Joslyn moved to dismiss on claim-preclusion grounds, citing the earlier state-court suit between it and Slater. The district court converted that motion to one for summary judgment. It granted the motion with respect to the ELA claim, concluding that Slater and Valbruna were in privity, but it denied the motion on the CERCLA claim. The court explained, in a revised ruling, that because CERCLA is an exclusively federal claim there could be no claim preclusion based on the failure to raise it in an earlier state-court suit.

         Joslyn then tried to defeat the CERCLA claim on a different ground. It filed a motion for summary judgment arguing that the claim was time-barred because it was brought more than six years after the start of "remedial action" -Slater's earlier cleanup, according to Joslyn. 42 U.S.C. § 9613(g)(2). The district court disagreed. In a thorough opinion, the district court decided, as a matter of law, that Slater's cleanup was "removal" and therefore the relevant limitations period had not tolled. Compare id. § 9613(g)(2)(A) (time limits for removal actions) with (B) (time limits for remedial actions). Joslyn attempted to amend its answer, adding the claim-preclusion and statute-of-limitations defenses for which it had already filed summary-judgment motions. The magistrate judge granted Joslyn leave to amend but struck the defenses, concluding that the district court's earlier decisions settled that those defenses did not apply as a matter of law. Joslyn asked for reconsideration, which the magistrate judge denied.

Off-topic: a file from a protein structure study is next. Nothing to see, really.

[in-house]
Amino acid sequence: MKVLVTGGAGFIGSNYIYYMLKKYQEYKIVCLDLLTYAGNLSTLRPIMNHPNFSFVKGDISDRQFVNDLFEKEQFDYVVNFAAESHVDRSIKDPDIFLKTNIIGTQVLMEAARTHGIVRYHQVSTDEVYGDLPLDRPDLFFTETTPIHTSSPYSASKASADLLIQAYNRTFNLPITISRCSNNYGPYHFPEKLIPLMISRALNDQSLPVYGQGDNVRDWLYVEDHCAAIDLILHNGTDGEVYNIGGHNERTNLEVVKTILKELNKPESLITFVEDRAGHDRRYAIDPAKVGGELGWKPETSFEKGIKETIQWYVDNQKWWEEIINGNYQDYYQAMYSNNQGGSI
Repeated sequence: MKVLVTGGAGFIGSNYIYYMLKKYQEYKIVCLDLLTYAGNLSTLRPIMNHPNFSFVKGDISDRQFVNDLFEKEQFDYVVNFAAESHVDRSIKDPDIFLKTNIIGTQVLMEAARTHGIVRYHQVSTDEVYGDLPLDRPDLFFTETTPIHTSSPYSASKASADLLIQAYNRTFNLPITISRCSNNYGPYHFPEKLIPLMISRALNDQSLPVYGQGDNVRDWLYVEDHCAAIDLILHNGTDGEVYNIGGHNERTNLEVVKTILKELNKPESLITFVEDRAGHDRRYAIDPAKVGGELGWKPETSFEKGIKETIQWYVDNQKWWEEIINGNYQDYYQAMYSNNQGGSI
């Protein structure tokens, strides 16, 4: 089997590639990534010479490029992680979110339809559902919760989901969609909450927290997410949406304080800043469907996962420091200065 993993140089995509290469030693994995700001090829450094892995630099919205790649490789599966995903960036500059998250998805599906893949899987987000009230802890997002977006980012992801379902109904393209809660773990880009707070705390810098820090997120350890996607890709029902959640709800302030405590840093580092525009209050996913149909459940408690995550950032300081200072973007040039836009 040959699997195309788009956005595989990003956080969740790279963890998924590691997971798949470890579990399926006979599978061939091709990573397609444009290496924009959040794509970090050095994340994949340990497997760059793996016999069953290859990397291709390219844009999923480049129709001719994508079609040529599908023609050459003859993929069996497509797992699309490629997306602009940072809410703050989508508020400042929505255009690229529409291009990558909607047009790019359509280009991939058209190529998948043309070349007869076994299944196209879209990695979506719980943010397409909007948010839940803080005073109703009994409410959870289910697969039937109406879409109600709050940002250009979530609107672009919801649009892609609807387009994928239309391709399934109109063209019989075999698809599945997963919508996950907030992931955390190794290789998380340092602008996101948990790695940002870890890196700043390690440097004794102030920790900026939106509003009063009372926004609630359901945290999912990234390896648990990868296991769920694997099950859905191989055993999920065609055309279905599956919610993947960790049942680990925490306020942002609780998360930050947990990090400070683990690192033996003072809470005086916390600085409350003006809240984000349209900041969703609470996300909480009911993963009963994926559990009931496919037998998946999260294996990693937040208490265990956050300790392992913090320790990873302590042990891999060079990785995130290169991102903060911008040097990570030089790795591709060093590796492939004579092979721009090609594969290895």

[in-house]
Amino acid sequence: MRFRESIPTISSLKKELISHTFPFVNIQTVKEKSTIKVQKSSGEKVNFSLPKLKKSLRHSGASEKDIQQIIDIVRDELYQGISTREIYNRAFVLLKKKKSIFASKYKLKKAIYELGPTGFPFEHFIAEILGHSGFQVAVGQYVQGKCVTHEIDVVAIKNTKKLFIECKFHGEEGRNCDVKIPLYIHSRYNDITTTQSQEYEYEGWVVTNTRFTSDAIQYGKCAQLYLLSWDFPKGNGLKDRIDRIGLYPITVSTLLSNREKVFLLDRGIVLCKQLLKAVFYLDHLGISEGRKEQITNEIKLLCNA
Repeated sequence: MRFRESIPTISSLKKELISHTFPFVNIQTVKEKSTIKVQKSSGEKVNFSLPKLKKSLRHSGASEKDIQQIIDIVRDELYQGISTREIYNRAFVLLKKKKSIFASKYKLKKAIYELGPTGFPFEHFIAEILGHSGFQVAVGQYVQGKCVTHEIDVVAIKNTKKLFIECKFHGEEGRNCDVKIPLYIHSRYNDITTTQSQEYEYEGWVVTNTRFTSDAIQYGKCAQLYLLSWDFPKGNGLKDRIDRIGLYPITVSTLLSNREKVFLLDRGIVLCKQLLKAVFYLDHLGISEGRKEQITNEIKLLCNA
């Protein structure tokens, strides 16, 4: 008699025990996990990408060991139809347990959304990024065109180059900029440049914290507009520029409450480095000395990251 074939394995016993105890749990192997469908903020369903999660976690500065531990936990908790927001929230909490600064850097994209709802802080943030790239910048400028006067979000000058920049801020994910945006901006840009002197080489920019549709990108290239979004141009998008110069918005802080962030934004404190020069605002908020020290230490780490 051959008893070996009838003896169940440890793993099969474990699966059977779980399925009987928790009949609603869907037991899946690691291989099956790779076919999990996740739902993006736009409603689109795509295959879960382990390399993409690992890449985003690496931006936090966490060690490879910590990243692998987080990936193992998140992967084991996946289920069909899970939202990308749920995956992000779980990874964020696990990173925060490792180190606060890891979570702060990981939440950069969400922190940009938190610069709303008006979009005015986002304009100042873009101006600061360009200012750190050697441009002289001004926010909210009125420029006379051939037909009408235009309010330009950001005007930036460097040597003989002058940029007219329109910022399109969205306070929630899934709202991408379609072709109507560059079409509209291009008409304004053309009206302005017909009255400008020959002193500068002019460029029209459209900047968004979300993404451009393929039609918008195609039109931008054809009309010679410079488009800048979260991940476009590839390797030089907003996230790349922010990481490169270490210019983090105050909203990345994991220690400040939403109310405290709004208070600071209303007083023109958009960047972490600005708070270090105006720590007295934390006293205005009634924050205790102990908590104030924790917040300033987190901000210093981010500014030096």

Joslyn was undeterred. It filed another motion for summary judgment, without first seeking leave as the court had told it to. Again, Joslyn argued its already-stricken claim-preclusion and statute-of-limitations defenses. Valbruna then sought a declaration that Joslyn was liable under § 107(a) of CERCLA. The district court denied Joslyn's successive motion and granted Valbruna's motion, finding that there was no question that Joslyn, as the initial polluter, was liable.

         That left only two issues: damages and contribution under CERCLA. The case went to a bench trial in two phases on those issues. As for damages, after trial the district court concluded that Valbruna had incurred $2, 029, 871.09 in costs while remediating the site. It then reduced that amount by $500, 000, believing that it would be unfair for Valbruna to recover that sum twice, as it had been contemplated in Valbruna's purchase price and the PPA. As for contribution, the district court apportioned liability for past and future costs: 75% for Joslyn, 25% for Valbruna. The district court justified Valbruna's share by citing its assumed risk in purchasing an old metal-production site with well-known pollution problems.

         Joslyn appealed and Valbruna cross-appealed.

         II. Discussion

         The parties on appeal continue their dispute over who should pay what for the site's costly clean up. The answer turns on issues of preclusion, timeliness, and the district court's discretion in equitably allocating costs. We will address those issues and the parties' appeals in turn.

         A. ...